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Mixed-Use Proliferates

Time was when mixed-use developments were experimental, even controversial. Did people really want to live above the store? The answer, increasingly, is ‘yes’ as retail developers continue to add residences, offices, even hotels to their mixed-use complexes with the goal of squeezing as much profit out of the projects as possible.

"Our projects going forward will all include residences," says Barry Rosenberg, president, Steiner and Associates. General Growth Properties and Pennsylvania Realty Estate Investment Trust reportedly are also joining the mixed-use ranks and considering additional uses at some properties, as is Developers Diversified Realty Corp. And Crosland Inc. is about to announce a joint venture with Biltmore Farms LLC to develop a 42-acre mixed-use downtown complex on land that was once part of Vanderbilt's original estate.

"As fewer and fewer greenfield development sites are available and infill projects in urban areas become more popular, it's important to make the most of the properties," says a DDR spokesman. DDR is building the 600,000-square-foot Shops at Midtown Miami, which will include about 3,000 residential units-rental apartments and condos-built through a partnership with Biscayne Development LLC. It is considering other projects.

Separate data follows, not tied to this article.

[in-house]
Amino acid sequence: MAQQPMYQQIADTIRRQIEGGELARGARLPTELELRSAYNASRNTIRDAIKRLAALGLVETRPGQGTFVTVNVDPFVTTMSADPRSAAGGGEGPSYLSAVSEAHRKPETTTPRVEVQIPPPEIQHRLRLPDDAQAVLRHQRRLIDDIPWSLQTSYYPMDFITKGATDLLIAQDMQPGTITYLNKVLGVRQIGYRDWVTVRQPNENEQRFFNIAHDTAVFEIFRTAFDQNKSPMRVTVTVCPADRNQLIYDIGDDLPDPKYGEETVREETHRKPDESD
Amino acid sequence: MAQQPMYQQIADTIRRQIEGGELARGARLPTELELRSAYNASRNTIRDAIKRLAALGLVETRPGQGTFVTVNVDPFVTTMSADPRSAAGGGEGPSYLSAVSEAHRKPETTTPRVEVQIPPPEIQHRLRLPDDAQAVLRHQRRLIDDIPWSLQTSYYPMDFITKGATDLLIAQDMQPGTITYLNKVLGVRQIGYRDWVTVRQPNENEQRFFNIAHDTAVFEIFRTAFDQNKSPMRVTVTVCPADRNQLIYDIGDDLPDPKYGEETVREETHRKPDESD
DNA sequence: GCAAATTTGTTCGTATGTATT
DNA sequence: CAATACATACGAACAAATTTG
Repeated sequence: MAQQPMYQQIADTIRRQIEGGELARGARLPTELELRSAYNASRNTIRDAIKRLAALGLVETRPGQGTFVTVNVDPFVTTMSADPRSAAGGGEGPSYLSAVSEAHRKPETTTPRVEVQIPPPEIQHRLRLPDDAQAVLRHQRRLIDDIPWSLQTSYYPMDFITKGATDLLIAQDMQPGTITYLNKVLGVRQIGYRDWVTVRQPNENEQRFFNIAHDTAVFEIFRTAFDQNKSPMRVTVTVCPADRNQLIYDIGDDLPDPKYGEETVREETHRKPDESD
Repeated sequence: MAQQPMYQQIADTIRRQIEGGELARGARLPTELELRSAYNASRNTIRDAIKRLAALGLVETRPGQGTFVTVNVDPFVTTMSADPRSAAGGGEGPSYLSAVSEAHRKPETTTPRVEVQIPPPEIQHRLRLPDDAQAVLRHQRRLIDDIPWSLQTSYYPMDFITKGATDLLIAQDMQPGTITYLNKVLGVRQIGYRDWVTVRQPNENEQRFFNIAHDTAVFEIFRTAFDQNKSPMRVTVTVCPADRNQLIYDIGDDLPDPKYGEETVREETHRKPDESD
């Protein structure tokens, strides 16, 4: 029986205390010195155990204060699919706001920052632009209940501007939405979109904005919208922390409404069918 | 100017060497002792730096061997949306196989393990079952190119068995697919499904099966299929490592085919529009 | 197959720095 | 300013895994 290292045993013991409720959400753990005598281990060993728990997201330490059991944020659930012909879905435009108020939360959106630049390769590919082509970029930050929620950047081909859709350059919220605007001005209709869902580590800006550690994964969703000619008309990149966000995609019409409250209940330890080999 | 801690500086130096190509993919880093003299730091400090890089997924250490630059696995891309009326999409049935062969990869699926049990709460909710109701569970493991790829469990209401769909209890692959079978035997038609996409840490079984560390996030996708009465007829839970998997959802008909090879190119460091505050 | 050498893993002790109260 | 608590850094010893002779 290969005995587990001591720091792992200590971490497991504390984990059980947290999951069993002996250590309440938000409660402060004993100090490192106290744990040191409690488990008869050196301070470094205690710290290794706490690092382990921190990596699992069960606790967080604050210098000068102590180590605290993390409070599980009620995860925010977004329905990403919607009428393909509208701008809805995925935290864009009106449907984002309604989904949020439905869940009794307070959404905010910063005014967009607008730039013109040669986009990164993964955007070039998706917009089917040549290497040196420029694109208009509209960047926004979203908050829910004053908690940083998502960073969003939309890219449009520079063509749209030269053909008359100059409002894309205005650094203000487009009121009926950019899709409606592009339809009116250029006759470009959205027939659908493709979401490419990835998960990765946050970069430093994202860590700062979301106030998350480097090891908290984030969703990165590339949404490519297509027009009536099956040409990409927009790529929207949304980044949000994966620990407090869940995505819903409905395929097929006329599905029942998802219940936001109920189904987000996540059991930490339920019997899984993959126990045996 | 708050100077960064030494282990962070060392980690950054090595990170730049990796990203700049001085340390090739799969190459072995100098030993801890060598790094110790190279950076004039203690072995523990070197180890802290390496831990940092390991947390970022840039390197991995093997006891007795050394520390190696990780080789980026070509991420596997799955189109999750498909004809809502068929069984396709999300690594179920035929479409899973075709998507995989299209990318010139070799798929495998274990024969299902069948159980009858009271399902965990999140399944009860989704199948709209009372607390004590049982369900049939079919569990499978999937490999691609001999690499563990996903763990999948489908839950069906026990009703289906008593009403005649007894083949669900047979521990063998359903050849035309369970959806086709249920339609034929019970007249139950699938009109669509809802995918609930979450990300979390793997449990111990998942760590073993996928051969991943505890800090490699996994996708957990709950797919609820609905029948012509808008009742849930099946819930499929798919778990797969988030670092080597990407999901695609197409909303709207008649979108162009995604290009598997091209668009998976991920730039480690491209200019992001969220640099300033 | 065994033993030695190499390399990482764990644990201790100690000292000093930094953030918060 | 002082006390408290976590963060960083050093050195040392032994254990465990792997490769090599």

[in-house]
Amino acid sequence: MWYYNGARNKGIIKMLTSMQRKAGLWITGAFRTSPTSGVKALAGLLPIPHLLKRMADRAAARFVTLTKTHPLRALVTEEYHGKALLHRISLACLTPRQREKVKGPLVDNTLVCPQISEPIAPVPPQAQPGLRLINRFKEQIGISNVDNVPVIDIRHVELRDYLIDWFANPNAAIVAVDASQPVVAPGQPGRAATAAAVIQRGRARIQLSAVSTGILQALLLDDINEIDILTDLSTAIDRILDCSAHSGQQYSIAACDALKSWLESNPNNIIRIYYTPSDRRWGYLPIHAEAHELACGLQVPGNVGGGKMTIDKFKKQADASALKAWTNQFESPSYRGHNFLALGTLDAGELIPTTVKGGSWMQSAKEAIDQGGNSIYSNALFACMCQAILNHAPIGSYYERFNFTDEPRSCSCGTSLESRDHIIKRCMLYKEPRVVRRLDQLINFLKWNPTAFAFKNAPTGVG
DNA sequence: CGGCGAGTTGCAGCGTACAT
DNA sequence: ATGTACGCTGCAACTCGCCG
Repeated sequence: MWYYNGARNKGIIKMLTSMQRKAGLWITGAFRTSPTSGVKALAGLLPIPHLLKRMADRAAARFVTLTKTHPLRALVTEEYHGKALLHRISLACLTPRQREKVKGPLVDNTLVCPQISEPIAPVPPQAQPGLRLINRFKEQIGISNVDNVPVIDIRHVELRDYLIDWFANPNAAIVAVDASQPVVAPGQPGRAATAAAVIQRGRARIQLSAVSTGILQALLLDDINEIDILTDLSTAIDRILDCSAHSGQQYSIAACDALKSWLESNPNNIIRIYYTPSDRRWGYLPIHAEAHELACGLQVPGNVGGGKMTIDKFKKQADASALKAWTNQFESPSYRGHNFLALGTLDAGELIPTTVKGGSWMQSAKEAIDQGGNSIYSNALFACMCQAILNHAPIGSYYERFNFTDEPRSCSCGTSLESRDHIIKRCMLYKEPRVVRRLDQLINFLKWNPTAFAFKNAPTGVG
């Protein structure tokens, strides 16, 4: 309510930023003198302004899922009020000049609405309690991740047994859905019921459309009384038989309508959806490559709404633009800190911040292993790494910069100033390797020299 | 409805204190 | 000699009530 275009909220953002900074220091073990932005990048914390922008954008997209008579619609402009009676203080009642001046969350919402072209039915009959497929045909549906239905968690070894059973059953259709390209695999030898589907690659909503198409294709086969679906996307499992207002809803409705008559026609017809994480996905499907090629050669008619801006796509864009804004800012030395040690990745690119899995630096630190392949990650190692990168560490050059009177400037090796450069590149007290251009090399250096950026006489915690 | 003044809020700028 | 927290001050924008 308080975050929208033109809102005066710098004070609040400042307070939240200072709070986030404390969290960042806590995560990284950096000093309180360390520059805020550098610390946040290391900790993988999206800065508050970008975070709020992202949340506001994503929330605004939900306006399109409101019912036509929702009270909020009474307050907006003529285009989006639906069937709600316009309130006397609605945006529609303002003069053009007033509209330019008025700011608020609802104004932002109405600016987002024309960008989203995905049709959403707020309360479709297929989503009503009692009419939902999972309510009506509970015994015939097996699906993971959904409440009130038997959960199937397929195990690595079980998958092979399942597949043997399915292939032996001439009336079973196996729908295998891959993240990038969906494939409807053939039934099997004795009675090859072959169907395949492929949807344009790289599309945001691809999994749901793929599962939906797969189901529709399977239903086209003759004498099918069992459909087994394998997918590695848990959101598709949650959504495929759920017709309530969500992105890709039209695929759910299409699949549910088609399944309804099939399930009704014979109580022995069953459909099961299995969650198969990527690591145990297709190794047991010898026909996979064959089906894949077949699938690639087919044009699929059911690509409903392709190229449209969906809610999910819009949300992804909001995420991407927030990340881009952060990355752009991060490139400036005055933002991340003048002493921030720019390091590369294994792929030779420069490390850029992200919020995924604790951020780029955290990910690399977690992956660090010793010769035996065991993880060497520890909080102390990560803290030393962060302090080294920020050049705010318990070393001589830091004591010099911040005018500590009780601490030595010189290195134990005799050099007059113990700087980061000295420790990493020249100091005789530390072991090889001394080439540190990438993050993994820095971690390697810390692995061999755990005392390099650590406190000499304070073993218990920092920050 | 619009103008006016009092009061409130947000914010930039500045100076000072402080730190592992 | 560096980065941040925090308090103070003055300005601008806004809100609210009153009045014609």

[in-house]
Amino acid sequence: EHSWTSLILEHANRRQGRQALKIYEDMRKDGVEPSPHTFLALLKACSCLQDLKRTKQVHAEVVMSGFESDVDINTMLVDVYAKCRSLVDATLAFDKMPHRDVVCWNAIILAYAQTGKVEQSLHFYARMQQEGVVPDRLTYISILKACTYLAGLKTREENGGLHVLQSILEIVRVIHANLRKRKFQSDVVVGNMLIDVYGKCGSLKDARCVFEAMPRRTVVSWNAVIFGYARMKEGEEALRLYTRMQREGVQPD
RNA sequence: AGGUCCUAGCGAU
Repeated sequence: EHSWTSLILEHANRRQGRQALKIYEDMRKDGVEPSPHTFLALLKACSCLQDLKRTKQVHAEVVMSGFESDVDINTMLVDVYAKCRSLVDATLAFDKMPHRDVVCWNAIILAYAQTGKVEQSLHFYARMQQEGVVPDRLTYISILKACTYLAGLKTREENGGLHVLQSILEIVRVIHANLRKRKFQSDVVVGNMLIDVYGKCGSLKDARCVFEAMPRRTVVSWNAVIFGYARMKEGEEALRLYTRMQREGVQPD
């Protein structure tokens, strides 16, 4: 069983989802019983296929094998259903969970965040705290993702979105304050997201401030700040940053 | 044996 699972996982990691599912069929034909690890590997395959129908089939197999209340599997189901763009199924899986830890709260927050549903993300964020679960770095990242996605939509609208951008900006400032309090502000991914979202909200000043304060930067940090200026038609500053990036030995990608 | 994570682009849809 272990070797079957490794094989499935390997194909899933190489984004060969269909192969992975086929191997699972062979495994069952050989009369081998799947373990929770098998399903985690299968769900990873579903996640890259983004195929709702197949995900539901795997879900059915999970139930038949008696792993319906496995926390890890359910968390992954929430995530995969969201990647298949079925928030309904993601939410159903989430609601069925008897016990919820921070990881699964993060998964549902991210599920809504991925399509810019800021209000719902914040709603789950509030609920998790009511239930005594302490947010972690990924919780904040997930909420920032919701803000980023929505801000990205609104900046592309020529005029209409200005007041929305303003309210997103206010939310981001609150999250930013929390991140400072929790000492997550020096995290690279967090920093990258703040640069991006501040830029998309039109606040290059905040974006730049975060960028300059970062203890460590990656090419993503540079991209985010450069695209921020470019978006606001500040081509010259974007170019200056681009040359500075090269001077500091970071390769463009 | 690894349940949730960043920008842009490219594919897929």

Mixed use is not new. Steiner, for example, tried the concept out two years ago by adding 25 residential units to its Zona Rosa project, and then upped it to 130 units on top of retail at Bayshore, a mixed-use expansion and conversion of an enclosed mall in Milwaukee. And now it's constructing The Greene, an 800,00-square-foot project with about 500,000 square feet of retail, near Dayton, Ohio, with another 130 homes.

What is new is the speed with which mixed-use is catching on and the fact that some developers are taking on the entire projects themselves, such as Steiner with Bayshore, rather than partnering with residential developers. "We're building ourselves," says Rosenberg. That doesn't preclude future partnerships with condo builders.

And General Growth may add condos at its Natick Mall, pursuing the investment on its own and selling off the condo units through a taxable REIT subsidiary.

There have been a handful of companies that have done it all. Baltimore-based Struever Brothers Eccles & Rouse has been developing all aspects of its mixed-use projects for years now, but it entered the arena through residential. Atlanta-based Cousins Properties Inc. also is multi-disciplined and Federal Realty Trust in the past has developed entire mixed-use projects itself. But the amount of retail developers taking on all the responsibilities is growing.

--Beth Karlin

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